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Going Public: Women And The Eisenhower Administration Focus Of New Book By Dr. Pam Parry

Dan Woods
Dr. Pam Parry

"Women and the Eisenhower Administration: Changing the Face of Politics" is the title of a new book being written by Dr. Pam Parry, chair of Southeast's Department of Mass Media.

She told us that, according to her research, President Eisenhower appointed more women to government than any president before him. In addition, he was supportive of women becoming a permanent part of the military. During WWII, women became part of the WAC (Women's Auxiliary Corp) to serve. When the war was over, the WAC was supposed to disband but many women wanted to continue to serve. Parry said, "There was a bill brought before Congress to  allow women to become part of the permanent military and Eisenhower, as the architect of D-Day, the Supreme Allied Commander, testified on behalf of letting women stay in the military."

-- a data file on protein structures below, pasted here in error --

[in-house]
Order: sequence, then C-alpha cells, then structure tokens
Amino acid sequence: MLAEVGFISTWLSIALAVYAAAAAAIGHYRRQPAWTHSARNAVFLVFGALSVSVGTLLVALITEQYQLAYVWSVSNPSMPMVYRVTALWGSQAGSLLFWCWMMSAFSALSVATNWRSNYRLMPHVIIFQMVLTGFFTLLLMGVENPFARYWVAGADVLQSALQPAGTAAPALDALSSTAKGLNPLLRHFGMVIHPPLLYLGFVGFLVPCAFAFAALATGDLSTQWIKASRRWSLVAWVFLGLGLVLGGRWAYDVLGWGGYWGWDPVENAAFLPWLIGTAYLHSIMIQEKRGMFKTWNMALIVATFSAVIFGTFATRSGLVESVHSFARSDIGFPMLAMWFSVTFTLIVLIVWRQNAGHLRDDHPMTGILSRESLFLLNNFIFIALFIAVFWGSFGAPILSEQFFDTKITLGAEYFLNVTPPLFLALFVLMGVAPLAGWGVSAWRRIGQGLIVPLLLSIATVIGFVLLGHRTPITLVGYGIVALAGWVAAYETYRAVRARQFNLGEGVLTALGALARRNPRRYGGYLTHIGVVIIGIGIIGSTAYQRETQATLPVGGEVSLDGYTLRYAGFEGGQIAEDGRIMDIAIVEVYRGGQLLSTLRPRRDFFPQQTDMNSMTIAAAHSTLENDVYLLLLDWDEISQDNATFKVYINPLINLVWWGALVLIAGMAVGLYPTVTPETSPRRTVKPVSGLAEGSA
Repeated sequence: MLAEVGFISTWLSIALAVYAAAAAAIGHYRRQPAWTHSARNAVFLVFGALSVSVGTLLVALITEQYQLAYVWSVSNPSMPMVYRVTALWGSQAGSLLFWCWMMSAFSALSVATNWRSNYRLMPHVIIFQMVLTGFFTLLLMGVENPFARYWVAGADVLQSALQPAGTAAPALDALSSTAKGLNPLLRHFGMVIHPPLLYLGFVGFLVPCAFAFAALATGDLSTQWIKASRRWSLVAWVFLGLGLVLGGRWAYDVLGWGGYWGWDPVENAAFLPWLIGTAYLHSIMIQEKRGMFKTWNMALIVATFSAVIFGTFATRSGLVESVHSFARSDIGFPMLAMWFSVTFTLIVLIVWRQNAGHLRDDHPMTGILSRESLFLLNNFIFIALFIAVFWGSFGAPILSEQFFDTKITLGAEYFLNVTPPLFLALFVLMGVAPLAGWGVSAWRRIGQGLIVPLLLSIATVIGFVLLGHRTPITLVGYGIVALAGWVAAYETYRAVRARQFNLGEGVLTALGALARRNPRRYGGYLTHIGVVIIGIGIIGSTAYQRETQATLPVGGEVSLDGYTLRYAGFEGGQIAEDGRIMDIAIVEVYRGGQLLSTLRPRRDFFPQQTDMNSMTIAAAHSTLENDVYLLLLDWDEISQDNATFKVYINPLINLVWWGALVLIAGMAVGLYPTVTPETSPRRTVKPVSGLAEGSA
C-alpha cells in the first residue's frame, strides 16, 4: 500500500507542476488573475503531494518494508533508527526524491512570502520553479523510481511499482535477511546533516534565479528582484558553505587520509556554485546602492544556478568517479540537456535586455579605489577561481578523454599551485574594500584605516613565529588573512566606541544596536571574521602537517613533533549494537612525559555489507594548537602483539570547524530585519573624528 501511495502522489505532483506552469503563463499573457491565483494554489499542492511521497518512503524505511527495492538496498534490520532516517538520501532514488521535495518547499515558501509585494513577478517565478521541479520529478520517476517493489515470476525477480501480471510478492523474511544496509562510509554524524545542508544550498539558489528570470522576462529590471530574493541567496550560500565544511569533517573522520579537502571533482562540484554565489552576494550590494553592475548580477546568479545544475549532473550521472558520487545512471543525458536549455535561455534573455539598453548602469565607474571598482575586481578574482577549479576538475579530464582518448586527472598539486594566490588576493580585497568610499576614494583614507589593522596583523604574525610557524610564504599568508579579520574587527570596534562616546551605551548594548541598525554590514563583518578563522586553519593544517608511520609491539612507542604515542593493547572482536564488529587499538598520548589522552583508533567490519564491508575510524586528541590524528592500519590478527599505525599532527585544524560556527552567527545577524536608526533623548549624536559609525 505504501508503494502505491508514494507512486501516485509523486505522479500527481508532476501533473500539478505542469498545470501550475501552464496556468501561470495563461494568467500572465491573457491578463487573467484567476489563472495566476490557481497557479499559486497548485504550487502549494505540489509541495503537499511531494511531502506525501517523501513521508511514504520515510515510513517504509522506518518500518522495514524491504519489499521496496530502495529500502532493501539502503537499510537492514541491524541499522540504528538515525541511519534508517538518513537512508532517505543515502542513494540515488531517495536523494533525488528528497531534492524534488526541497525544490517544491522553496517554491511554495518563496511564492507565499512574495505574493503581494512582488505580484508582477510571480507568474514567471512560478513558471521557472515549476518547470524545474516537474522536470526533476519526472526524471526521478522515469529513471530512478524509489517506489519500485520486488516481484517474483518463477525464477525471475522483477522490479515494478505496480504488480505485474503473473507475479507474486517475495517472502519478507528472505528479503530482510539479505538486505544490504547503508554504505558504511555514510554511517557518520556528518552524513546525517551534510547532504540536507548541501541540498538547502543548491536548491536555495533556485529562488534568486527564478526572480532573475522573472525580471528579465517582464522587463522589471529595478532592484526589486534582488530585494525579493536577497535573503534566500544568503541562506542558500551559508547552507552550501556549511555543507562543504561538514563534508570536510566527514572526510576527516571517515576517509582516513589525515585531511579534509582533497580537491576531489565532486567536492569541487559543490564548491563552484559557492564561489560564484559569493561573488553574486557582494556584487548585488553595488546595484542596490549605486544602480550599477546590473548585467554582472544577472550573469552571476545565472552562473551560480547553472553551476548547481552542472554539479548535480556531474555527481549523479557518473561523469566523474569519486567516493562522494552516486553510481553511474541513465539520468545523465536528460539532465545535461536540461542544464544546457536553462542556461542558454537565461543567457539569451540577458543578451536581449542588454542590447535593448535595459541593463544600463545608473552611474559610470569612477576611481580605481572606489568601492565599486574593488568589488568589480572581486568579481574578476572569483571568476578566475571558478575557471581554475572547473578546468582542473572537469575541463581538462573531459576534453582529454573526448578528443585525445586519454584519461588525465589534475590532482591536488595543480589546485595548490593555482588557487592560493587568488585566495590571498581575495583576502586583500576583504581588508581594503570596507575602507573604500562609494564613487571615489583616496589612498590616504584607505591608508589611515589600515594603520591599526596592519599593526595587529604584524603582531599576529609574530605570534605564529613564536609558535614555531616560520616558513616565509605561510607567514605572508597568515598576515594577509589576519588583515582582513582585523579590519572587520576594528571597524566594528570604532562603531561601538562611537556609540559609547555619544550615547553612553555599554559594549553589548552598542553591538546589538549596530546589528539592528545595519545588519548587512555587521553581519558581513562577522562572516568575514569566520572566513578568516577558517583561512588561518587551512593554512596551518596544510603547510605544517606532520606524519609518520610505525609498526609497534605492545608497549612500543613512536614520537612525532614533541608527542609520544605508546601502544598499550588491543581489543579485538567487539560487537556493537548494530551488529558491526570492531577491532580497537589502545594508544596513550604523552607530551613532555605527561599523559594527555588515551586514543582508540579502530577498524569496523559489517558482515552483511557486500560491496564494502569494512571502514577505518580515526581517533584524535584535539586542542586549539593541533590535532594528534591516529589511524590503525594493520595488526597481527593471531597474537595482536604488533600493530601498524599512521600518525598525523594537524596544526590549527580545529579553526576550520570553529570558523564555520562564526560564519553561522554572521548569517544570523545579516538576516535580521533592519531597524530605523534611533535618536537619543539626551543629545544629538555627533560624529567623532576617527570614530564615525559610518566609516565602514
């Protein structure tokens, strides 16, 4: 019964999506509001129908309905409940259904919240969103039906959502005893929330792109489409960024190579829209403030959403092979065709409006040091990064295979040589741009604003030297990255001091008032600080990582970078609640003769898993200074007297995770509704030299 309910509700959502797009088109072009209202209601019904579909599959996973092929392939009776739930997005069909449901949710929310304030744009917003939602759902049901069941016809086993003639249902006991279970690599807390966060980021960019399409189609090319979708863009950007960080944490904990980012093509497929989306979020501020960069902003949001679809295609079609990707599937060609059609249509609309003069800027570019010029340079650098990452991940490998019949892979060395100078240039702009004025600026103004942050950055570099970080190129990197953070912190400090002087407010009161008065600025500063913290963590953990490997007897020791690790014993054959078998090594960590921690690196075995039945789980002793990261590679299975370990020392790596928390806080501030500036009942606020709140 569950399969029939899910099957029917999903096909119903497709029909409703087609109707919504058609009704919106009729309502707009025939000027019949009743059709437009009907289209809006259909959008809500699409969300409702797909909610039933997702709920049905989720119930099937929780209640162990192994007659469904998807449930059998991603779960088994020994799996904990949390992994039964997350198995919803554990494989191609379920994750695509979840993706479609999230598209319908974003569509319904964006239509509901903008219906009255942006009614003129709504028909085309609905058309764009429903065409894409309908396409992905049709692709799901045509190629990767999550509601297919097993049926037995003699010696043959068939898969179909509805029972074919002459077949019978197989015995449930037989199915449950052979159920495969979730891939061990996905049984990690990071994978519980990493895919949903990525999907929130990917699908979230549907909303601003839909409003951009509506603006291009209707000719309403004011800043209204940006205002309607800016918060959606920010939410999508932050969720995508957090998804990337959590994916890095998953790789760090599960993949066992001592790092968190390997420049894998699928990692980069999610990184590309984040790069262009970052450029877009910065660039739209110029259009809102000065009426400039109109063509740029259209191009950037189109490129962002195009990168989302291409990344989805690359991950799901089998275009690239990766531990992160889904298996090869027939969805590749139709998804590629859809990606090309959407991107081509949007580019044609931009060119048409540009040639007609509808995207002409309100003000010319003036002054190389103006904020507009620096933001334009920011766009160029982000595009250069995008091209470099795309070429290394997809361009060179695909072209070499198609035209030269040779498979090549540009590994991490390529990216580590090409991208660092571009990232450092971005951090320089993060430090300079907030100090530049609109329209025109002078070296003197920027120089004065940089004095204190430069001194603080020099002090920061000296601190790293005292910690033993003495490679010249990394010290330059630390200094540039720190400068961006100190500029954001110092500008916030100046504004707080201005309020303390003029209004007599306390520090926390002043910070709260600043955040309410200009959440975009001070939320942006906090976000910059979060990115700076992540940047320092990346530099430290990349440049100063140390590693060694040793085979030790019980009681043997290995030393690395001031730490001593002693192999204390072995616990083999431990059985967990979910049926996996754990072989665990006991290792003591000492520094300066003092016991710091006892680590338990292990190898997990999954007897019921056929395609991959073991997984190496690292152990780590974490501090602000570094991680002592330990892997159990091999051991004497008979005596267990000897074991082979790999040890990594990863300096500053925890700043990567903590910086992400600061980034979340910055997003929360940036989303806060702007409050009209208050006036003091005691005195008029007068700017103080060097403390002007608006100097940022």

After becoming president, he hired the first woman to serve as associate press secretary. Women also served in the cabinet, as under secretaries and as ambassadors. Parry said that each of the women have a chapter in the book.

One thing Parry noted is that Eisenhower was greatly influenced by his mother. She was a force in his life and showed him what women could do and the impact they could have on society. He was also an innovative thinker and did things differently than others and elevating women was something that hadn't been done previously in government and the military but Eisenhower thought it was the right thing to do.

The book looks at these women as a lens to try to see what kind of leader Eisenhower was and what we can learn about him. It also highlights the 100th anniversary of the 19th Amendment, which granted equal voting rights to women on August 18, 1920.

"Women and the Eisenhower Administration: Changing the Face of Politics" will be out in late 2020.